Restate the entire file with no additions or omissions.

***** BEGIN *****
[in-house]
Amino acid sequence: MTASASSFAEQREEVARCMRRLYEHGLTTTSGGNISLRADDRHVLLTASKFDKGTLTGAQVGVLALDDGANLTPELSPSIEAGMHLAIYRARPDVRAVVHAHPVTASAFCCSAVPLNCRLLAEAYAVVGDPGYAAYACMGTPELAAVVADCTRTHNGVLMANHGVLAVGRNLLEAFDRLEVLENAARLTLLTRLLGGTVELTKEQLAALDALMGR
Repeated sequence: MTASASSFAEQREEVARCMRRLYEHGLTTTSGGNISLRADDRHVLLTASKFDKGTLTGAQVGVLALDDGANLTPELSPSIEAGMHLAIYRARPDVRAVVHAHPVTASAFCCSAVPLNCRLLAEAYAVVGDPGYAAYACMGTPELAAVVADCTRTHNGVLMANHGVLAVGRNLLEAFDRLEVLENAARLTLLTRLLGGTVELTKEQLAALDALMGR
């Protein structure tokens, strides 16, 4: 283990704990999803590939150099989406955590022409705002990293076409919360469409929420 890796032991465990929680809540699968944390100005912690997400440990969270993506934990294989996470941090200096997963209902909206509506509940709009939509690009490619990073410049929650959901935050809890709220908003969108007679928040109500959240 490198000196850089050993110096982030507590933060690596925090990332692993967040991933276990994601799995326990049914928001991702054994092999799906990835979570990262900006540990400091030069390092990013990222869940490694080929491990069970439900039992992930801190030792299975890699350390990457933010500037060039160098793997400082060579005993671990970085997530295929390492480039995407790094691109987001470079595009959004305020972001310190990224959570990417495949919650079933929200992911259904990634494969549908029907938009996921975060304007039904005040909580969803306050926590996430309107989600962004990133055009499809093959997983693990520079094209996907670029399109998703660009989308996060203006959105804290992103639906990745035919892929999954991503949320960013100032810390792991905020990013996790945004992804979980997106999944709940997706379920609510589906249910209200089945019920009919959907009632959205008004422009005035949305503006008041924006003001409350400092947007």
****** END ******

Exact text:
[in-house]
Amino acid sequence: MTASASSFAEQREEVARCMRRLYEHGLTTTSGGNISLRADDRHVLLTASKFDKGTLTGAQVGVLALDDGANLTPELSPSIEAGMHLAIYRARPDVRAVVHAHPVTASAFCCSAVPLNCRLLAEAYAVVGDPGYAAYACMGTPELAAVVADCTRTHNGVLMANHGVLAVGRNLLEAFDRLEVLENAARLTLLTRLLGGTVELTKEQLAALDALMGR
Repeated sequence: MTASASSFAEQREEVARCMRRLYEHGLTTTSGGNISLRADDRHVLLTASKFDKGTLTGAQVGVLALDDGANLTPELSPSIEAGMHLAIYRARPDVRAVVHAHPVTASAFCCSAVPLNCRLLAEAYAVVGDPGYAAYACMGTPELAAVVADCTRTHNGVLMANHGVLAVGRNLLEAFDRLEVLENAARLTLLTRLLGGTVELTKEQLAALDALMGR
């Protein structure tokens, strides 16, 4: 283990704990999803590939150099989406955590022409705002990293076409919360469409929420 890796032991465990929680809540699968944390100005912690997400440990969270993506934990294989996470941090200096997963209902909206509506509940709009939509690009490619990073410049929650959901935050809890709220908003969108007679928040109500959240 490198000196850089050993110096982030507590933060690596925090990332692993967040991933276990994601799995326990049914928001991702054994092999799906990835979570990262900006540990400091030069390092990013990222869940490694080929491990069970439900039992992930801190030792299975890699350390990457933010500037060039160098793997400082060579005993671990970085997530295929390492480039995407790094691109987001470079595009959004305020972001310190990224959570990417495949919650079933929200992911259904990634494969549908029907938009996921975060304007039904005040909580969803306050926590996430309107989600962004990133055009499809093959997983693990520079094209996907670029399109998703660009989308996060203006959105804290992103639906990745035919892929999954991503949320960013100032810390792991905020990013996790945004992804979980997106999944709940997706379920609510589906249910209200089945019920009919959907009632959205008004422009005035949305503006008041924006003001409350400092947007």